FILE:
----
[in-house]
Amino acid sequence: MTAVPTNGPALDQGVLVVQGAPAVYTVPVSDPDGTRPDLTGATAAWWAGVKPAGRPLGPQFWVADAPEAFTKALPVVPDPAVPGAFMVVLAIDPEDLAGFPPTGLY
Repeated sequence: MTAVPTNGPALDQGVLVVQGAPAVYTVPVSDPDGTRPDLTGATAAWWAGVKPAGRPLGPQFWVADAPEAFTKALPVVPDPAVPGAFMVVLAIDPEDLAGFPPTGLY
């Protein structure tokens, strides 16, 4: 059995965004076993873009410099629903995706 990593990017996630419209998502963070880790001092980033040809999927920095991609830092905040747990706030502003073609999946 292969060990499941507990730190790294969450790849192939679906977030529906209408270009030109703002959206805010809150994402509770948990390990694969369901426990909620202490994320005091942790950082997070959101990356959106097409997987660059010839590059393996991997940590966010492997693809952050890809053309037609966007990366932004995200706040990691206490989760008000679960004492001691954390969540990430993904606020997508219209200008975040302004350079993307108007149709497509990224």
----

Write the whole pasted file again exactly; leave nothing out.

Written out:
[in-house]
Amino acid sequence: MTAVPTNGPALDQGVLVVQGAPAVYTVPVSDPDGTRPDLTGATAAWWAGVKPAGRPLGPQFWVADAPEAFTKALPVVPDPAVPGAFMVVLAIDPEDLAGFPPTGLY
Repeated sequence: MTAVPTNGPALDQGVLVVQGAPAVYTVPVSDPDGTRPDLTGATAAWWAGVKPAGRPLGPQFWVADAPEAFTKALPVVPDPAVPGAFMVVLAIDPEDLAGFPPTGLY
């Protein structure tokens, strides 16, 4: 059995965004076993873009410099629903995706 990593990017996630419209998502963070880790001092980033040809999927920095991609830092905040747990706030502003073609999946 292969060990499941507990730190790294969450790849192939679906977030529906209408270009030109703002959206805010809150994402509770948990390990694969369901426990909620202490994320005091942790950082997070959101990356959106097409997987660059010839590059393996991997940590966010492997693809952050890809053309037609966007990366932004995200706040990691206490989760008000679960004492001691954390969540990430993904606020997508219209200008975040302004350079993307108007149709497509990224």